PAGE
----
Meghan praises New Zealand for leading world on women's suffrage

The royal couple visited an exhibition of Tongan handicrafts

The royal couple visited an exhibition of Tongan handicrafts

She ended her speech with a phrase from Kate Sheppard, the most prominent member of the women's suffrage movement in New Zealand.

Although the tour may be almost two weeks in now, the enthusiasm hasn't waned among Kiwi fans.

They were greeted at the airport by Prime Minister Jacinda Arden, having flown in from Australia with the Kiwi Invictus team. When arriving in Wellington on Sunday they were met by an enormous crowd of fans, a fixture of just about every stop.

Harry and the former Meghan Markle recorded their memories of the wedding for an audio commentary that is part of the new "Relive the Royal Wedding" exhibition at Windsor Castle that opened Friday.

She said: "It felt really wonderful, it felt really good to see her put it on". He said Harry knew a lot about global conservation issues, and that the prince expressed concern over the proliferation of fake news and those who believe it.

A Government House representative later said it was a false alarm caused by a vegetable steamer in the kitchen.

Harry founded the Invictus Games in 2014 for wounded servicemen and women, with events previously being held in London, Toronto and Florida. The games give sick and injured military personnel and veterans the opportunity to compete in sports such as wheelchair basketball.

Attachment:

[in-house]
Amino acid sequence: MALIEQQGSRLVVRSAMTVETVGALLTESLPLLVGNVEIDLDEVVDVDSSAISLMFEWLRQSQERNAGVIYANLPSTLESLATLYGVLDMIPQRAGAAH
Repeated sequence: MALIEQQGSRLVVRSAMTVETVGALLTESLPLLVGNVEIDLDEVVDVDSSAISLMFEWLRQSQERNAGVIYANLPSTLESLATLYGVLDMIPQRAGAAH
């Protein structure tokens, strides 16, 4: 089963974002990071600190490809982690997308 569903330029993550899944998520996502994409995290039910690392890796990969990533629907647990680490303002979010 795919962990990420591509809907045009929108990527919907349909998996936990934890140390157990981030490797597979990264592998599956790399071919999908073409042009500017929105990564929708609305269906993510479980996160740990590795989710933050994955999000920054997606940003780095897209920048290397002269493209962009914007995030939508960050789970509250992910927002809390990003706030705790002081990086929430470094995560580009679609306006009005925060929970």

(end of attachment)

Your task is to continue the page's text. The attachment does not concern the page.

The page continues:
Mr Roberts said afterwards: "Almost three years to the day I was here to meet Prince Charles with my week-old baby who is nearly three now". And of course, none of her ensembles are complete without thoughtful details that pay tribute to a person (like Serena Williams!) or a place (Fijian blue!) she loves.

"So bravo New Zealand", she said, "for championing this right 125 years ago, for the women who well deserved to have an active voice, an acknowledged vote, and for all of the people that this achievement has paved the way for, globally".

"I'd like to think that they will be profiling the work that the Abel Tasman Trust have been doing in the park".

"We offered them a necklace as a gift and they said they liked it".

Strict Australian import laws would not allow them to bring the item back even if they had wanted to accept it The Mirror reports.

The tour of Commonwealth countries has seen the royal couple meet drought-stricken Australian farmers, visit the world-famous Bondi Beach and spend time in the Pacific nations of Fiji and Tonga.

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